The University of Minnesota and Harvard University will partner on a new clinical trial to study a potential treatment for kidney disease in people with type 1 diabetes; a study that will be funded by a $24.3 million grant from the National Institutes of Health (NIH).
Researchers believe the findings from this study – both from the perspective of public health and that of individuals with diabetes – will be significant as researchers seek a better understanding around improving the health of people with diabetes and kidney complications.
The five-year trial, part of the Preventing Early Renal Function Loss in Diabetes (PERL) consortium, is designed to evaluate the possible benefits of allopurinol in reducing kidney function loss in people with Type 1 diabetes. Allopurinol is an FDA-approved drug that can lower uric acid, and previous research from the Joslin Diabetes Center and other investigators has linked higher levels of uric acid to the risk of kidney complications in diabetes.
Michael Mauer, M.D., a professor of pediatrics and medicine at the University of Minnesota Medical School and Alessandro Doria, M.D., Ph.D., M.P.H., an associate professor of medicine at Harvard Medical School and associate professor in the Department of Epidemiology at the Harvard School of Public Health, will lead the trial. Luiza Caramori, M.D., M.Sc., Ph.D., an assistant professor of medicine and pediatrics at the University of Minnesota Medical School, will direct the study.
“Smaller studies have suggested the benefits of slowing kidney function decline in patients with chronic kidney disease, but PERL is positioned to provide a much more definitive answer to this important question,” said Mauer.
Kidney disease poses one of the greatest burdens for people with type 1 diabetes, with 10 to 15 percent of patients developing end stage renal disease (ESRD), meaning that they need hemodialysis or a renal transplant to survive.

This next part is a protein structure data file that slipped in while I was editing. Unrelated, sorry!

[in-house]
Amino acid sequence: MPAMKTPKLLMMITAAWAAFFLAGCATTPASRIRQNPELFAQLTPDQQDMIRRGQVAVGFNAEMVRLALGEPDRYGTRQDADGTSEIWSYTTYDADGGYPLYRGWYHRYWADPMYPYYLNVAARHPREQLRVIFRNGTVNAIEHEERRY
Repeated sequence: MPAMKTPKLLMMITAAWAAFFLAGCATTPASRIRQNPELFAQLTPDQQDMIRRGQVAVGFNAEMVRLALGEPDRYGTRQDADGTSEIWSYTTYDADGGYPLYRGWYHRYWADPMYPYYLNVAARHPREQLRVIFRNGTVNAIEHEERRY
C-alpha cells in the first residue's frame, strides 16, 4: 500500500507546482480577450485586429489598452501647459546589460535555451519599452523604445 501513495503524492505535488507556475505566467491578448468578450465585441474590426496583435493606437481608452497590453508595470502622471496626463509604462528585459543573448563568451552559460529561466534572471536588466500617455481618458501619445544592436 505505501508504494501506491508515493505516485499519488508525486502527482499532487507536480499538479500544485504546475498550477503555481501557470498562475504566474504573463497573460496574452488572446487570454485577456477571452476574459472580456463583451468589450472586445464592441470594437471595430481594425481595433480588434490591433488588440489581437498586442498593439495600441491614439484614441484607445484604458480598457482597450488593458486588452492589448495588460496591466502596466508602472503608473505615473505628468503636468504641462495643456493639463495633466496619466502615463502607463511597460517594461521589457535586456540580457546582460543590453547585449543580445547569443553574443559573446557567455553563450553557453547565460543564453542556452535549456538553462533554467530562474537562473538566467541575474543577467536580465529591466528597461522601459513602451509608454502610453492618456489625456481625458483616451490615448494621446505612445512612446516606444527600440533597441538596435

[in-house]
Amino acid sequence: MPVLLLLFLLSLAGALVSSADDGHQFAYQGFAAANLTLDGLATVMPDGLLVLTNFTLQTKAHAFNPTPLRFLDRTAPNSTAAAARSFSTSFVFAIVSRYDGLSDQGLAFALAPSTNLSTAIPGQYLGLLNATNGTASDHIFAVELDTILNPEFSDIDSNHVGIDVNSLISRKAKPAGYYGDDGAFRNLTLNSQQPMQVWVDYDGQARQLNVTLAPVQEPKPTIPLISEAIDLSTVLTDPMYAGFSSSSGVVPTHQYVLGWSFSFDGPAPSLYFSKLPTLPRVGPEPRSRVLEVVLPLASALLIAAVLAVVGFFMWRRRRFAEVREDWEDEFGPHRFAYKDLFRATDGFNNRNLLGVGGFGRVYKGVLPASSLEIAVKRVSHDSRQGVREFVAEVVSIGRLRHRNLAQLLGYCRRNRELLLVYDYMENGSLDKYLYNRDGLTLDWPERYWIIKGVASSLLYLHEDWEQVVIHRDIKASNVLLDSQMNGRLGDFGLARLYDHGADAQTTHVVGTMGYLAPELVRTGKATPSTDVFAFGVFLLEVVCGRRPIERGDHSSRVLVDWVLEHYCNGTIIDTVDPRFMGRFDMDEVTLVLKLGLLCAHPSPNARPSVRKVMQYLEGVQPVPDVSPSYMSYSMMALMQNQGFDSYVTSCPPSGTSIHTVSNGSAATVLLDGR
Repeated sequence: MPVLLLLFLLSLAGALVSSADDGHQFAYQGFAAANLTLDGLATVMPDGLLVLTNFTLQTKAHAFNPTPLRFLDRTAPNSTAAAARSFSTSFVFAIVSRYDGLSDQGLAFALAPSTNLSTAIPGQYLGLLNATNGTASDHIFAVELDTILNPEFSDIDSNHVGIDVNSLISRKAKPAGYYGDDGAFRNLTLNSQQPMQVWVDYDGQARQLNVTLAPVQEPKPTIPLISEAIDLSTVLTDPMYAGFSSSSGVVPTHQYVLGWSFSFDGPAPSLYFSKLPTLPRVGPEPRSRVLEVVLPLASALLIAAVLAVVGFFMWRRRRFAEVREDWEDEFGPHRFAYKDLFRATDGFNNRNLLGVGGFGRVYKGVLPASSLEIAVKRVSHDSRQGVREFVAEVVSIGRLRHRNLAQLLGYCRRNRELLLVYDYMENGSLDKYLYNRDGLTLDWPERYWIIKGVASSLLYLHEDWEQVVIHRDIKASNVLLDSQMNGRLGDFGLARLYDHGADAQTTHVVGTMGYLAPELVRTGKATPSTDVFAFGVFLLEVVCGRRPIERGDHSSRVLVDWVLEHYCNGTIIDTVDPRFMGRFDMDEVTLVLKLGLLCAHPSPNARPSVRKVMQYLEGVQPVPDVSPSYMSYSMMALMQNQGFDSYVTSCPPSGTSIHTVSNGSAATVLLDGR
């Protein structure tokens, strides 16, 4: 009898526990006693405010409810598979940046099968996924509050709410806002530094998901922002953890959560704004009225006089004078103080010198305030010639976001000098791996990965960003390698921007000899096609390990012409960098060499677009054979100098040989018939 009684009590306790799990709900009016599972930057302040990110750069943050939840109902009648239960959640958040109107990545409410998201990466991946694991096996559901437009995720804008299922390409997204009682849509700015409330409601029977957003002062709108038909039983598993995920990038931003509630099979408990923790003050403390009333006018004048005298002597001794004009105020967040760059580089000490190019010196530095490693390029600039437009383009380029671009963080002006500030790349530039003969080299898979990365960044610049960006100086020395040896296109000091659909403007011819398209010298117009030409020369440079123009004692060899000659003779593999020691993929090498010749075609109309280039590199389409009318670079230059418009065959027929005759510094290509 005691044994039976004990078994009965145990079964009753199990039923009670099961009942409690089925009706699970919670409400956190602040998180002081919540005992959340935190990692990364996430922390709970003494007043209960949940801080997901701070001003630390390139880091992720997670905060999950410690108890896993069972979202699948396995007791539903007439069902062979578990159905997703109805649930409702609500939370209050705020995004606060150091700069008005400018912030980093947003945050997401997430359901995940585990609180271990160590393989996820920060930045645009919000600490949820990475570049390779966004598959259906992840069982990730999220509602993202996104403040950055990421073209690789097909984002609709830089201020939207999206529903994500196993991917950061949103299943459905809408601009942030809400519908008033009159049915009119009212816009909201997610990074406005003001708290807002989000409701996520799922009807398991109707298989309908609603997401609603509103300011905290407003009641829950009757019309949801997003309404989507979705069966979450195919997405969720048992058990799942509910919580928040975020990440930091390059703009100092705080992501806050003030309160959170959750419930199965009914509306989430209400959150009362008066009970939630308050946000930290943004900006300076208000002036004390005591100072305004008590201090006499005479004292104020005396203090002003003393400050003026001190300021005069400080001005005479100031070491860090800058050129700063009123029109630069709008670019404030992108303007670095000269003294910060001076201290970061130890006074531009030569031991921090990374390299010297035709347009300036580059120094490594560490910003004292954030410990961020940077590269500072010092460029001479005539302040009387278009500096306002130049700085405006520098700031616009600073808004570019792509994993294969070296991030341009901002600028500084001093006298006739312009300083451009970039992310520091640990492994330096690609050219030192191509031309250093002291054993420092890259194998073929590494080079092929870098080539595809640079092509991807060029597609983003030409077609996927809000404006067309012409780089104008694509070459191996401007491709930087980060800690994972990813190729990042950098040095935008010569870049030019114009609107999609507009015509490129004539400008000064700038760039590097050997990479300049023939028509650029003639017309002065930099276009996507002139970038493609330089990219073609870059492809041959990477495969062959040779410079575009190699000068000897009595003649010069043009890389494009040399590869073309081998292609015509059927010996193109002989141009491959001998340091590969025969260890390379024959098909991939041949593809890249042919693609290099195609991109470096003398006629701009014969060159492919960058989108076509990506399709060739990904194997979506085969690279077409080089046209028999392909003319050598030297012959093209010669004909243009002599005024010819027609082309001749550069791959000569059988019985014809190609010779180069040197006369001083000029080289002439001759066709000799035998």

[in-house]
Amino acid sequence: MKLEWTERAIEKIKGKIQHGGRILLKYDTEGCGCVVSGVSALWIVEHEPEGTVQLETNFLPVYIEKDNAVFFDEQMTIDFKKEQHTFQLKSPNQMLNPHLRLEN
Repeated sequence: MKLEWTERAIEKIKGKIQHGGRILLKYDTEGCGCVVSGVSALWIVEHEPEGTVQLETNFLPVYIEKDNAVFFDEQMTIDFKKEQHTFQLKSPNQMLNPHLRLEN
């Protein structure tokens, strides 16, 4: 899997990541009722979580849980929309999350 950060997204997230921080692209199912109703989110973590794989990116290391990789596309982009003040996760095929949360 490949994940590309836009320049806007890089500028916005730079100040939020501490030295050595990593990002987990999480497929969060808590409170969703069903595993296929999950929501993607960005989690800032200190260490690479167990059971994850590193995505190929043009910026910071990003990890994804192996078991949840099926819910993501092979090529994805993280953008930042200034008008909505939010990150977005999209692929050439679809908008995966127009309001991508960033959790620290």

According to Mauer, diabetes is responsible for more than 45 percent of the more than 115,000 new ESRD cases in the USA, and the number of people with diabetes and kidney failure rose by 61 percent between 2000 and 2010.
“This study has large human suffering, public health and health cost implications,” said Mauer, “because currently, tight control of blood sugar and blood pressure are the only prevention tools we have. But as many as 50 percent of people with diabetes cannot achieve optimal blood sugar control and blood pressure control is only partially effective.”
“The goal of this study is to see if we can slow down the decline of kidney function by decreasing uric acid levels and find a new way of preventing kidney complications in people with diabetes,” added Doria. “Data indicates that moderately high serum uric acid levels predispose to diabetic kidney disease. However, we don’t know whether this is due to uric acid itself or to something else that goes together with it. That’s why this study is important – to determine if uric acid is the culprit or not.”
This study will include approximately 500 patients with type 1 diabetes who are at increased risk of losing kidney function. Half of the patients will be randomly assigned to take allopurinol and the other half will be assigned to placebo for three years. Study recruitment could begin as early as this month.
If the PERL consortium can demonstrate that allopurinol is capable of halting or slowing down loss of kidney function in people with type one diabetes, there will be a generic and safe medication to prevent or delay kidney failure by intervening at the early stages of kidney disease.
“If we see a significant benefit of allopurinol on slowing progression of diabetic kidney disease, this will become a standard addition to the treatment of diabetic kidney complications especially given that allopurinol is relatively inexpensive and safe,” said Caramori.
Prior to being awarded this grant, Doria and Mauer together with Peter Rossing, M.D., head of research at the Steno Diabetes Center and Affiliated Professor at Aarhus University in Denmark, conducted a small pilot of this study with the support of the Juvenile Diabetes Research Foundation (JDRF). From this, they have already established the infrastructure and procedures, which allows them to start recruiting patients for the study as early as October.
The research will be conducted at institutions in the PERL consortium, composed by the Joslin Diabetes Center, University of Minnesota, the Universities of Colorado, Toronto, and Michigan, Northwestern University, Albert Einstein College of Medicine and the Steno Diabetes Center in Denmark. The funding will be distributed to the eight clinical centers, plus a data center in Michigan and a central laboratory in Minnesota.